Non-Formal Education

Publication Date

1973

Comments

This report has been prepared under Contract AID 518-333, Project No. 518-11-690-075.2, for the Agency for International Development.

Abstract

A logical place to begin this study was to list objectives from the original contract. The University of Massachusetts/USAID contract for this Project had some explicit objectives and contractual agreements are briefly outlined here so that we have a common background for discussing merits of this project. They are:

  1. Create and field test a range of non-formal educational techniques using local institutions to implement and support these techniques in field situation.
  2. Develop a number of non-formal educational methodologies which are feasible for use by existing Ecuadorean institutions.
  3. Implement selected methodologies with institutions, including the Ministry of Education, with on-going evaluation system designed to provide both current as well as terminal evidence of program impact.
  4. Make methodologies available to other interested agencies and provide support for their efforts.
  5. Devise and test training procedures to carry out these methodologies and use of support materials.
  6. Provide technical assistance in non-formal education to the Ministry of Education. Assist the Government of Ecuador and other Ecuadorean institutions develop non formal education projects.

The Project's implicit goal was "learning skills and knowledge by rural people which would be directly useful to them in their lives and villages." their objective was to develop materials, create conditions of learning and environment which would be conductive to learning at the local community level. A major question of this study is whether they achieved this goal.

Since traditional educational materials were found lacking by the Project, they believed new materials should be designed that were "attractive, self-motivating, and usable with relatively little outside input." A major Project concern was to design and develop low cost educational materials that were relevant to lives and rural sector experiences, and that served as learning devices. They believed materials would help generate other learning materials from the community themselves; they would not be ends in themselves, but rather open ended materials that could be adapted to meet individual requirements. Since this was a core contract objective, the study concentrated on evaluating the makeup of these educational tools to discover their efficacy, acceptance, and general suitability for areas where they were introduced.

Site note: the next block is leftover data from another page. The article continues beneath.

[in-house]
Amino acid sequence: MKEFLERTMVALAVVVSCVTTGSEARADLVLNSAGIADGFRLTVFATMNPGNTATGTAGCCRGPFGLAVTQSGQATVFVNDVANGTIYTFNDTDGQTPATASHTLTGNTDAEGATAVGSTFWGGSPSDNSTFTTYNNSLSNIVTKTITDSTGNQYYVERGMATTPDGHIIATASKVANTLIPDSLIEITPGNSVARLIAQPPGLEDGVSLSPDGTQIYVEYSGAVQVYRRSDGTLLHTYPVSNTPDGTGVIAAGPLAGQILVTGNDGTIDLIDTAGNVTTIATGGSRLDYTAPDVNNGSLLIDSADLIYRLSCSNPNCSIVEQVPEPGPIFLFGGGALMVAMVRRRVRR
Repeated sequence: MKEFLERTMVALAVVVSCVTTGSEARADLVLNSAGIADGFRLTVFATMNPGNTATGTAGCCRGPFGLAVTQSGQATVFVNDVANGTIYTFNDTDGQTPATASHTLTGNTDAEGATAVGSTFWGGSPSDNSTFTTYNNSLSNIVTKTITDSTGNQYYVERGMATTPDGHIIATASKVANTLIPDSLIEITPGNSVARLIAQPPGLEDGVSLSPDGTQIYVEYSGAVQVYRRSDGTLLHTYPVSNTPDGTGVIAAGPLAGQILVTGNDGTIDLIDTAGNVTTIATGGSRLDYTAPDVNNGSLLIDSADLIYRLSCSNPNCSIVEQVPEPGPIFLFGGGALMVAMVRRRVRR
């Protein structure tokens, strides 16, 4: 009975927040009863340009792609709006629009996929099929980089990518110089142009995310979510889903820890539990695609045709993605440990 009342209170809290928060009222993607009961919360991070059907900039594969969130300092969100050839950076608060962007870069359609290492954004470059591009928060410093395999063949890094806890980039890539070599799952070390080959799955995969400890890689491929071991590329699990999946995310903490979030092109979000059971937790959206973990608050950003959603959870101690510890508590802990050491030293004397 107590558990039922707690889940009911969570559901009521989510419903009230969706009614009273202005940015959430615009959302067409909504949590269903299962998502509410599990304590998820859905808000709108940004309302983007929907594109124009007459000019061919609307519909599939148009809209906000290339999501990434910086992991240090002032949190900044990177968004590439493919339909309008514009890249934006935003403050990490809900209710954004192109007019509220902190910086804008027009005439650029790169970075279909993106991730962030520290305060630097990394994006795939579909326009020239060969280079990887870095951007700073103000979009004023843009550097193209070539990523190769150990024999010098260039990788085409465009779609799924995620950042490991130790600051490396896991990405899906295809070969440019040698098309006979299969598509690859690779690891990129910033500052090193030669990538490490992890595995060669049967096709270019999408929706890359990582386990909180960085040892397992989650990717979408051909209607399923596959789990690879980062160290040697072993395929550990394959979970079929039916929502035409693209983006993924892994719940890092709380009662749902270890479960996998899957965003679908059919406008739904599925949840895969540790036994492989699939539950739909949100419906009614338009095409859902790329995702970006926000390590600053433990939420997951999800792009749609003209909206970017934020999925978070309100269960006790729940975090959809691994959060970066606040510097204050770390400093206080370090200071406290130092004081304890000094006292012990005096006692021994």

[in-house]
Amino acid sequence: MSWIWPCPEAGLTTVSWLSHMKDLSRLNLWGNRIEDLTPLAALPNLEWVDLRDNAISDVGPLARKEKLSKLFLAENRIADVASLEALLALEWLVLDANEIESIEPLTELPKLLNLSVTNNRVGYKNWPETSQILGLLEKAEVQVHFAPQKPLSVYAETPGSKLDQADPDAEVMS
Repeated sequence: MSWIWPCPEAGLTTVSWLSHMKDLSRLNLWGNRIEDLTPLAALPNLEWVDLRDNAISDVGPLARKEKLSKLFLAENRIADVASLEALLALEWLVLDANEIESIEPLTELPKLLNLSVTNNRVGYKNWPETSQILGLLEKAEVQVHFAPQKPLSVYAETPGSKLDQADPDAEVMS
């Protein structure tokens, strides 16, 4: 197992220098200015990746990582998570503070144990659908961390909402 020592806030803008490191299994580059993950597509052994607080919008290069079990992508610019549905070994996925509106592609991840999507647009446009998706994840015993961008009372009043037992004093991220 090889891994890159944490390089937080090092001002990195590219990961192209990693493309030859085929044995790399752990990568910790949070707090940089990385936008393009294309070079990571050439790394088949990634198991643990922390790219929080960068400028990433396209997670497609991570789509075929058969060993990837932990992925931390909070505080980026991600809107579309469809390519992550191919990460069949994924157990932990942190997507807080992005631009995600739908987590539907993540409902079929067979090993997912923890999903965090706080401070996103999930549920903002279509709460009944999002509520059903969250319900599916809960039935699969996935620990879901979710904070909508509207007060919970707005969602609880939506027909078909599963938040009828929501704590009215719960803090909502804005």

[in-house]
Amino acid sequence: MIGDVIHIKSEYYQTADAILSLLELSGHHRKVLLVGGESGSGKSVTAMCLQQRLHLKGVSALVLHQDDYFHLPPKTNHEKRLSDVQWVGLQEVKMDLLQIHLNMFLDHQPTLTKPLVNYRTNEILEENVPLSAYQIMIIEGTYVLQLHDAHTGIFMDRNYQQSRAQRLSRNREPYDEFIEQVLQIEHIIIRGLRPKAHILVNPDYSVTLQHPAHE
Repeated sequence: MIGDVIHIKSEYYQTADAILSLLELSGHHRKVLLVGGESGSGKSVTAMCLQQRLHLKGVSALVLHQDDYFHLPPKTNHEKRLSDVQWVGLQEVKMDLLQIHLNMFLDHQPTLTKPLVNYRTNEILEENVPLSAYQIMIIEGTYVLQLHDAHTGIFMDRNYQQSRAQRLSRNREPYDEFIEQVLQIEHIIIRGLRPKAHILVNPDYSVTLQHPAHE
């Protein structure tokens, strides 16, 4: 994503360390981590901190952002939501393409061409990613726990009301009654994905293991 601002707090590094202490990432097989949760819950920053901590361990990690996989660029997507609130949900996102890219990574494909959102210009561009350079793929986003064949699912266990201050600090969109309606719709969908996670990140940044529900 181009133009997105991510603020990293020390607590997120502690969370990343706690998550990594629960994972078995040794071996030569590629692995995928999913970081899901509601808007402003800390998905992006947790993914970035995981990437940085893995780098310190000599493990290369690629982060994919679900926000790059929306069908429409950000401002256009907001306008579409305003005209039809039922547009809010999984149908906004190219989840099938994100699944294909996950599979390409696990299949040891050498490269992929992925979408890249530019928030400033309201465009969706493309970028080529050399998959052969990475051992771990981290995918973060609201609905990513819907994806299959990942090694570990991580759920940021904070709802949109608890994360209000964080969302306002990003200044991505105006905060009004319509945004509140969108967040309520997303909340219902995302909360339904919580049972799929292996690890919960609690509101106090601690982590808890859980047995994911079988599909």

A Project goal although not within the contract confines was to incorporate para-professional manpower into teaching positions in a non-formal educational system. As we shall see, the project aligned itself to an on-going program of "facilitators" and used these para-professionals to introduce their educational materials and methodology. "Facilitators" were to be trained by the Project and other professional groups, and would in turn work with community participants. It was hoped that facilitators would recruit and train other facilitators in an on-going process that would have a "multiplier-effect." While this concept was initially confined to communities where other professional groups were working directly, it was hoped that this model would be applicable for other programs. Can facilitator programs work realistically, and can the process be made systemic? Can it be made systemic without damaging the initial thrust of the idea? These questions were studied in this analysis.

An underlying concept running throughout the Project, although not an end in itself, was the idea of "conscientization," a philosophy developed by Brazilian educator Paulo Freire. This concept was defined and explained within the context of the Project, and will not be restated here. To effectively learn, program participants must have a "sense of self-worth and a belief on the part of the participants that they could learn and that they could have an influence on their own life situations." Since Freire's philosophy is central to the learning process in this Project, the study analyzed to what degree "conscientization" was taking place, what were its manifests descriptions.

Concomitant with Freire's philosophy of "conscientization," the Project meshed the philosophy of Sylvia Ashton-Warner. The Ashton-Warner literacy philosophy encompasses a six stage process of literacy learning. It includes helping students to learn key vocabulary words that interest them and to increase learning by producing material at the students' level. The project did not utilize either the Freire philosophy or the Ashton-Warner method exclusively, but rather combined both into a new method called the "dialogue method."

Another Project goal was to design an unconventional delivery system to match unconventional program objectives. Rather than create a bureaucratic centralized delivery system, they proposed developing learning networks, and delivery systems to match those networks. Instead of using traditional channels for diffusing materials, they preferred to cooperate with institutions desiring to implement materials, and search for alternative delivery systems. While they cooperated with formal school systems, their primary objective was to cooperate with institutions outside regular educational systems.

Pages

136

Publisher

Center for International Education